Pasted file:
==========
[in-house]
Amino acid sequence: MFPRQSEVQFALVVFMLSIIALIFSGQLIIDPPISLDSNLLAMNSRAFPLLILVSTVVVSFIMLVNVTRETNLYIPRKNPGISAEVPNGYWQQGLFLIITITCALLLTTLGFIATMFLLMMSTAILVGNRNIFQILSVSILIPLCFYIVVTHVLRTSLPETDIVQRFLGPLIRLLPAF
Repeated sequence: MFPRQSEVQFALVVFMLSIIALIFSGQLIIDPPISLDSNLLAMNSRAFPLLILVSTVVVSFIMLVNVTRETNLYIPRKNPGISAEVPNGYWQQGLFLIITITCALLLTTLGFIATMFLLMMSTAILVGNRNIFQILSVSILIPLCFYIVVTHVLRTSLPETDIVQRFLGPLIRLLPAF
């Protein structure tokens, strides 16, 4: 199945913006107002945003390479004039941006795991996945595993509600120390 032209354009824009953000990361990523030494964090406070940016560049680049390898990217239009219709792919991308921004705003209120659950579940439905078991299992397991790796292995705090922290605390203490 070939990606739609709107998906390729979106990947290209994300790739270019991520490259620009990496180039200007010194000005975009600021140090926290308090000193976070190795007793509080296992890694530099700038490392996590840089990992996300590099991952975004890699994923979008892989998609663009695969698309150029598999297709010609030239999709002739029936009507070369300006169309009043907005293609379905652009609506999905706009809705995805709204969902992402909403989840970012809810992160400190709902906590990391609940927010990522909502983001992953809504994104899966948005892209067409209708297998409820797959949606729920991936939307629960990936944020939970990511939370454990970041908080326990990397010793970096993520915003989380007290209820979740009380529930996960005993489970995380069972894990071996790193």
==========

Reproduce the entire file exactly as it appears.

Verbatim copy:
[in-house]
Amino acid sequence: MFPRQSEVQFALVVFMLSIIALIFSGQLIIDPPISLDSNLLAMNSRAFPLLILVSTVVVSFIMLVNVTRETNLYIPRKNPGISAEVPNGYWQQGLFLIITITCALLLTTLGFIATMFLLMMSTAILVGNRNIFQILSVSILIPLCFYIVVTHVLRTSLPETDIVQRFLGPLIRLLPAF
Repeated sequence: MFPRQSEVQFALVVFMLSIIALIFSGQLIIDPPISLDSNLLAMNSRAFPLLILVSTVVVSFIMLVNVTRETNLYIPRKNPGISAEVPNGYWQQGLFLIITITCALLLTTLGFIATMFLLMMSTAILVGNRNIFQILSVSILIPLCFYIVVTHVLRTSLPETDIVQRFLGPLIRLLPAF
């Protein structure tokens, strides 16, 4: 199945913006107002945003390479004039941006795991996945595993509600120390 032209354009824009953000990361990523030494964090406070940016560049680049390898990217239009219709792919991308921004705003209120659950579940439905078991299992397991790796292995705090922290605390203490 070939990606739609709107998906390729979106990947290209994300790739270019991520490259620009990496180039200007010194000005975009600021140090926290308090000193976070190795007793509080296992890694530099700038490392996590840089990992996300590099991952975004890699994923979008892989998609663009695969698309150029598999297709010609030239999709002739029936009507070369300006169309009043907005293609379905652009609506999905706009809705995805709204969902992402909403989840970012809810992160400190709902906590990391609940927010990522909502983001992953809504994104899966948005892209067409209708297998409820797959949606729920991936939307629960990936944020939970990511939370454990970041908080326990990397010793970096993520915003989380007290209820979740009380529930996960005993489970995380069972894990071996790193």